5.05.2006

Fear

I was 12. Smokin’ Bunny-cakes was 2 and He Who Would Grow Up With the Ability to Sell Snow to Polar Bears was 7. The house we were living in was haunted. It really was, we all had our experiences with that particular spirit, and maybe I’ll share some of those some other time. But this is a story about something scarier. Our basement had a rec room, two bedrooms (one for me and my sister, one for my brothers), an office, a laundry/furnace room, and a bathroom. The rec room part was, at this time, still unfinished. The office contained a door to our fenced backyard. A door that was rarely used. The stairwell that the door opened onto was full of spiders and a cold malevolence that everyone in the family tried to avoid. The door had a deadbolt that was always locked. I rarely went into the office because that is where the house felt hauntedest to me. Even on bright, sunny summer days, the office and that basement door were so frightening to me that I would avoid them at all cost.

This particular night my parents were taking The Brother Just Younger than I (10 years old) out to a movie because he had earned enough stars on his chore chart. I had earned the least amount of stars on my chore chart, so I had to baby-sit that night. And I was supposed to muck out my bedroom while I was babysitting.

After my parents and brother left, I locked the door behind them and went upstairs (it was a split level home) and locked the French doors in the dining room. Normally it wouldn't have occurred to me to check the basement door because no one used it and it was always locked. But something told me to go check it. That voice in my mind was so insistent that I couldn’t ignore it. And so, despite my deep reluctance, I steeled up my courage and went into the room. The door was, surprisingly, unlocked. I flipped it locked and high-tailed it out of that room.

Night falls and my brother, sister, and I are in my room. We're watching TV and sullenly cleaning the room. Suddenly our normally very calm black lab, Liza, wakes up and starts growling. We watch the hackles rise on her back. She jumps on the bed and starts barking and clawing at my curtain-less window. My brother and I freeze. It is not normal for Liza to bark. She is so upset she looks frightening to us.

Suddenly she jumps off the bed and runs up the half-flight of stairs to the front door. I run up after her. She's barking and throwing herself against the door. I peek through the peep-hole but can't see anyone standing there. I look through the side-light and still can see no one. My brother turns off the light in the bedroom and looks at the door from the bedroom window. He can't see anything either. I run up the rest of the stairs and try to look down on the door from the living room window. Nothing.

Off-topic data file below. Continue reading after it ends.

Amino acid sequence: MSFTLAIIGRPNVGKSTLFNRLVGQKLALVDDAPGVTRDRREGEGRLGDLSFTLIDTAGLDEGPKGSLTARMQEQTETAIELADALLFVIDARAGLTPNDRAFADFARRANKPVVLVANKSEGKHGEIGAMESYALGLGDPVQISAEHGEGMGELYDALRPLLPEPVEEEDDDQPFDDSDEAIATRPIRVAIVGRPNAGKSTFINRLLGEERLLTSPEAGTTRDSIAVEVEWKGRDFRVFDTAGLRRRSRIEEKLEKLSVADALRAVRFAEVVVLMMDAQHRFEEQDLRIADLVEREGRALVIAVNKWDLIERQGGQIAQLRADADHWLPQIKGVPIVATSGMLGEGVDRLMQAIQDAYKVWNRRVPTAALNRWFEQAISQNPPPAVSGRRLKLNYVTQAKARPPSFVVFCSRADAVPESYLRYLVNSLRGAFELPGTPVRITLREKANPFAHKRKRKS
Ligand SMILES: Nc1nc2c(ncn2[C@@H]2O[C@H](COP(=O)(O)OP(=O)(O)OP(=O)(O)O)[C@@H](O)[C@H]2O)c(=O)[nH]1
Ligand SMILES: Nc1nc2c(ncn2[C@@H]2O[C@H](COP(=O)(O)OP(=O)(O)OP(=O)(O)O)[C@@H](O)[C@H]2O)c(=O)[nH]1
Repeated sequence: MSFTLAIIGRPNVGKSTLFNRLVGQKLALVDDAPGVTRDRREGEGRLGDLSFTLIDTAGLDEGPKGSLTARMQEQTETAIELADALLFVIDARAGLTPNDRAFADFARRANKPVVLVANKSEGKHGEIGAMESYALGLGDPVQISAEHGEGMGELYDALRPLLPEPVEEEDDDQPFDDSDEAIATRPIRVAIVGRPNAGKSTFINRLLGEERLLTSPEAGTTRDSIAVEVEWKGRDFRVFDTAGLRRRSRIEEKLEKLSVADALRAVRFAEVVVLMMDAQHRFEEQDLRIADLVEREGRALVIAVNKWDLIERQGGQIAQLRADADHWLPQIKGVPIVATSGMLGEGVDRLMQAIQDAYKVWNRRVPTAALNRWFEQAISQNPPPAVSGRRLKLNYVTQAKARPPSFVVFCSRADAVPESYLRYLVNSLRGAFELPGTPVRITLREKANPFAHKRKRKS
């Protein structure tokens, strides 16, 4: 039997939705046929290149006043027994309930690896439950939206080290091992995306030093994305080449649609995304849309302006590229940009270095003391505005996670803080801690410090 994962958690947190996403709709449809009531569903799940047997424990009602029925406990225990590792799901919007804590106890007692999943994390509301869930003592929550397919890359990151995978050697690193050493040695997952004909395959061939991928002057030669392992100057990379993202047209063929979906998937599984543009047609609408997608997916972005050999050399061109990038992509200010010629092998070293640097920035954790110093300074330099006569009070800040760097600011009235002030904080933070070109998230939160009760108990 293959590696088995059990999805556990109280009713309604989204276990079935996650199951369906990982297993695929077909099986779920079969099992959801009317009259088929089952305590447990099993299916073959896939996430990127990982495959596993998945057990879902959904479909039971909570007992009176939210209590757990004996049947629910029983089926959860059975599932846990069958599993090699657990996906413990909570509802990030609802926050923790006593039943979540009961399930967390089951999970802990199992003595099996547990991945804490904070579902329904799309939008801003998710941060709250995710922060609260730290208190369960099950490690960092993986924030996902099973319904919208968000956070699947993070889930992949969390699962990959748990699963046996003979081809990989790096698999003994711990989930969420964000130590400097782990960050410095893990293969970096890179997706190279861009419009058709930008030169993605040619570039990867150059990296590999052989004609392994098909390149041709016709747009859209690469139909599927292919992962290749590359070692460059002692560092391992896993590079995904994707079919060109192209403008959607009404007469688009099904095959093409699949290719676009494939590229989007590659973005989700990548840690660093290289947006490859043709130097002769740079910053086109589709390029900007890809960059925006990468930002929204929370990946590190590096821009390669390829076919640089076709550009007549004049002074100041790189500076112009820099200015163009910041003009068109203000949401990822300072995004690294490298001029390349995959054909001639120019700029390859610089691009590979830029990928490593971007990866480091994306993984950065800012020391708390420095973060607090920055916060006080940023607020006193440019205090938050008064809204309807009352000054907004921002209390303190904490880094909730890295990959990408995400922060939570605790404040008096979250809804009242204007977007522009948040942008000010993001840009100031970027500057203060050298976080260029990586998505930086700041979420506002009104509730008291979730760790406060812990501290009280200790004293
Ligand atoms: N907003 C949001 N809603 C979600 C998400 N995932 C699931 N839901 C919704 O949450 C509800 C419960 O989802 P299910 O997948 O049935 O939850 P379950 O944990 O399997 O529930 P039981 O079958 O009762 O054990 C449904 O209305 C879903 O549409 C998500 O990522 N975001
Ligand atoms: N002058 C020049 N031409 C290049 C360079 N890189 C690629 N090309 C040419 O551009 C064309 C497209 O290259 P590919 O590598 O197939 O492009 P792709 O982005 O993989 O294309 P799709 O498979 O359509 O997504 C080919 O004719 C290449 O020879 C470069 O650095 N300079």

Suddenly Liza stops going nuts and cocks her head to one side. She holds this waiting position for a moment and then howls and races through the living room and to the dining room French Doors. I run back to my bedroom and scoop up my little sister and then follow my brother to the dining room. Liza is starting to foam at the mouth; she is so upset at something. But whatever it is doesn't seem to be very scared of her, and so I don't want to open the door and let her at the would-be intruder. My brother's carrying a broom like a baseball bat, and I grab a big knife from the kitchen. I know Dad has a gun, but I don't know where it is. (Thank GOD I didn't know where it was!)

Liza does her listening thing again and takes off for the basement. I shove my sister in the coat closet and, armed with my knife, I follow Liza into the basement, and (pause a moment at the door) into the office. The room with the door to the outside. The door that, if I hadn't had a strange impulse to check just a couple hours before, would have been unlocked. Liza is barking, her whole body jumping with each bark, a couple feet away from the door. I flip the light on. I watch the doorknob twist, slowly, and then the door thumps against the deadbolt.

And suddenly, in that moment, my brain switched back on. And I realized that this was not just something scary, but something really, really dangerous. That there was someone on the other side of that door. Someone who knew that there were three children alone in the house with a big, angry dog. Someone who wasn't afraid of a big, angry dog. And I also remembered that we had big halogen lights that lit up our entire yard, and so pissed off neighbors that, when we turned the lights on, they would lean out their windows and tell us to turn the lights back off. And I remembered that bad people hate bright lights.

So I backed away from the door with its twisting handle and ran through the house, turning on all the lights, and turned on those halogen lights.

You might wonder why I hadn't turned on the halogen lights to start with. Well, it was a HUGE no no to turn that light on. It was such a big deal to turn that light on. Because it was so bright and so expensive, and it made our neighbors so angry, that very serious punishments were handed out to kids who turned that light on. Punishments that only the very real threat of immanent death or dismemberment by a stranger could overcome. This is the same reason it didn't occur to me to call 911.